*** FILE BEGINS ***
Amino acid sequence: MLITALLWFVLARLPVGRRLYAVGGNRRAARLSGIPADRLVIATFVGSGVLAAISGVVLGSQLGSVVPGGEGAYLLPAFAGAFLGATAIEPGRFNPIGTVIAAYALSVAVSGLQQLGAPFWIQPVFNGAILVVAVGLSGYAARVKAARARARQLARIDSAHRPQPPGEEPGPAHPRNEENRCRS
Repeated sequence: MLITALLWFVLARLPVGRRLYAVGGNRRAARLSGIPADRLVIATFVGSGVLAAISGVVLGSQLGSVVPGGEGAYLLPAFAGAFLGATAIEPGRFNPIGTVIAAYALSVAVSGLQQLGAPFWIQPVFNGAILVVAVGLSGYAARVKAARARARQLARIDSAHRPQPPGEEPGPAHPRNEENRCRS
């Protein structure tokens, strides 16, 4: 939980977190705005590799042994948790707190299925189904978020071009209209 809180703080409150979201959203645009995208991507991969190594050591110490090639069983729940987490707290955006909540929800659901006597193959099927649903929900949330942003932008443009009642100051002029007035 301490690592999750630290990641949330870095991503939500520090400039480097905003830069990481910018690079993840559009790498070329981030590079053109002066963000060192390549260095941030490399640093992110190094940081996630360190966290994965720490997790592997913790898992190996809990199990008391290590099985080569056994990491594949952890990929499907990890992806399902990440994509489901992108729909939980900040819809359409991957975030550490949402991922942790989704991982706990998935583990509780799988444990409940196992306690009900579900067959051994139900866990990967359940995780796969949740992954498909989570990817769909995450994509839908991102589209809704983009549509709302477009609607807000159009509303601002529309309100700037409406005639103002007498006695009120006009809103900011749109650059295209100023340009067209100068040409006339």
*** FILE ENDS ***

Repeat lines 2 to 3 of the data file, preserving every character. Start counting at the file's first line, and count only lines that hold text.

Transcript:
Repeated sequence: MLITALLWFVLARLPVGRRLYAVGGNRRAARLSGIPADRLVIATFVGSGVLAAISGVVLGSQLGSVVPGGEGAYLLPAFAGAFLGATAIEPGRFNPIGTVIAAYALSVAVSGLQQLGAPFWIQPVFNGAILVVAVGLSGYAARVKAARARARQLARIDSAHRPQPPGEEPGPAHPRNEENRCRS
């Protein structure tokens, strides 16, 4: 939980977190705005590799042994948790707190299925189904978020071009209209 809180703080409150979201959203645009995208991507991969190594050591110490090639069983729940987490707290955006909540929800659901006597193959099927649903929900949330942003932008443009009642100051002029007035 301490690592999750630290990641949330870095991503939500520090400039480097905003830069990481910018690079993840559009790498070329981030590079053109002066963000060192390549260095941030490399640093992110190094940081996630360190966290994965720490997790592997913790898992190996809990199990008391290590099985080569056994990491594949952890990929499907990890992806399902990440994509489901992108729909939980900040819809359409991957975030550490949402991922942790989704991982706990998935583990509780799988444990409940196992306690009900579900067959051994139900866990990967359940995780796969949740992954498909989570990817769909995450994509839908991102589209809704983009549509709302477009609607807000159009509303601002529309309100700037409406005639103002007498006695009120006009809103900011749109650059295209100023340009067209100068040409006339």